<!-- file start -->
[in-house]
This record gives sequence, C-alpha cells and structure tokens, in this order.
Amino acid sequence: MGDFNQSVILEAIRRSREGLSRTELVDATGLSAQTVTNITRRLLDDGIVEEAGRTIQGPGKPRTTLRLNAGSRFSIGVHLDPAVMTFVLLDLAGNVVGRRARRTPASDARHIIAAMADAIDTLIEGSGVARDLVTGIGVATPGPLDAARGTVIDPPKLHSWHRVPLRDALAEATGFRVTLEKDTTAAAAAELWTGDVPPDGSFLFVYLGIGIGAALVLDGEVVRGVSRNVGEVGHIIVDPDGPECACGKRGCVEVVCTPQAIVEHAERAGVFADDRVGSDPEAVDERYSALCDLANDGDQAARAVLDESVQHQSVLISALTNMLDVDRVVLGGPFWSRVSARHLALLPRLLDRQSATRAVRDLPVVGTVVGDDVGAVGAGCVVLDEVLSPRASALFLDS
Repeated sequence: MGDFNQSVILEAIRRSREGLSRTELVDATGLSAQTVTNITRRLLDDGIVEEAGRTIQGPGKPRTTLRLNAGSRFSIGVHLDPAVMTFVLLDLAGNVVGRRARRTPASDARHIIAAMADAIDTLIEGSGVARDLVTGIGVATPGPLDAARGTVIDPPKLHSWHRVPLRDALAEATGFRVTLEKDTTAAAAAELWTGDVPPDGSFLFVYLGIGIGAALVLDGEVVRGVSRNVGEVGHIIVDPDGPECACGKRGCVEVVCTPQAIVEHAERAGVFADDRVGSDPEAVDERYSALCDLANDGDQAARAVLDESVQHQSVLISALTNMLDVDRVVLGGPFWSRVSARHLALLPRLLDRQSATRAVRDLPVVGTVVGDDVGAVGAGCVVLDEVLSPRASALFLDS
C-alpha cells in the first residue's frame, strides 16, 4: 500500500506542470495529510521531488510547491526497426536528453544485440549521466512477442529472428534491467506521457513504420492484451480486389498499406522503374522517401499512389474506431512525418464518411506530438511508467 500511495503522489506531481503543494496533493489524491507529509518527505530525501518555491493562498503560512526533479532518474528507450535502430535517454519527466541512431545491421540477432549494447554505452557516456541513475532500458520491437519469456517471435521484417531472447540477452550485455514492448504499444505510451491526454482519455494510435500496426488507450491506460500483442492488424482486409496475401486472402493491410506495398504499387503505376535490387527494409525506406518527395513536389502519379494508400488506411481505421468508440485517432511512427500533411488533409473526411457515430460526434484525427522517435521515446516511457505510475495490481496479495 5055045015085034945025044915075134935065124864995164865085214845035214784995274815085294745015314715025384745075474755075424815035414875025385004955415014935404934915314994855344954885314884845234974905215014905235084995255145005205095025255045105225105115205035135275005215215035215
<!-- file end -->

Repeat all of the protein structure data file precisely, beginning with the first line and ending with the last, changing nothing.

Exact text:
[in-house]
This record gives sequence, C-alpha cells and structure tokens, in this order.
Amino acid sequence: MGDFNQSVILEAIRRSREGLSRTELVDATGLSAQTVTNITRRLLDDGIVEEAGRTIQGPGKPRTTLRLNAGSRFSIGVHLDPAVMTFVLLDLAGNVVGRRARRTPASDARHIIAAMADAIDTLIEGSGVARDLVTGIGVATPGPLDAARGTVIDPPKLHSWHRVPLRDALAEATGFRVTLEKDTTAAAAAELWTGDVPPDGSFLFVYLGIGIGAALVLDGEVVRGVSRNVGEVGHIIVDPDGPECACGKRGCVEVVCTPQAIVEHAERAGVFADDRVGSDPEAVDERYSALCDLANDGDQAARAVLDESVQHQSVLISALTNMLDVDRVVLGGPFWSRVSARHLALLPRLLDRQSATRAVRDLPVVGTVVGDDVGAVGAGCVVLDEVLSPRASALFLDS
Repeated sequence: MGDFNQSVILEAIRRSREGLSRTELVDATGLSAQTVTNITRRLLDDGIVEEAGRTIQGPGKPRTTLRLNAGSRFSIGVHLDPAVMTFVLLDLAGNVVGRRARRTPASDARHIIAAMADAIDTLIEGSGVARDLVTGIGVATPGPLDAARGTVIDPPKLHSWHRVPLRDALAEATGFRVTLEKDTTAAAAAELWTGDVPPDGSFLFVYLGIGIGAALVLDGEVVRGVSRNVGEVGHIIVDPDGPECACGKRGCVEVVCTPQAIVEHAERAGVFADDRVGSDPEAVDERYSALCDLANDGDQAARAVLDESVQHQSVLISALTNMLDVDRVVLGGPFWSRVSARHLALLPRLLDRQSATRAVRDLPVVGTVVGDDVGAVGAGCVVLDEVLSPRASALFLDS
C-alpha cells in the first residue's frame, strides 16, 4: 500500500506542470495529510521531488510547491526497426536528453544485440549521466512477442529472428534491467506521457513504420492484451480486389498499406522503374522517401499512389474506431512525418464518411506530438511508467 500511495503522489506531481503543494496533493489524491507529509518527505530525501518555491493562498503560512526533479532518474528507450535502430535517454519527466541512431545491421540477432549494447554505452557516456541513475532500458520491437519469456517471435521484417531472447540477452550485455514492448504499444505510451491526454482519455494510435500496426488507450491506460500483442492488424482486409496475401486472402493491410506495398504499387503505376535490387527494409525506406518527395513536389502519379494508400488506411481505421468508440485517432511512427500533411488533409473526411457515430460526434484525427522517435521515446516511457505510475495490481496479495 5055045015085034945025044915075134935065124864995164865085214845035214784995274815085294745015314715025384745075474755075424815035414875025385004955415014935404934915314994855344954885314884845234974905215014905235084995255145005205095025255045105225105115205035135275005215215035215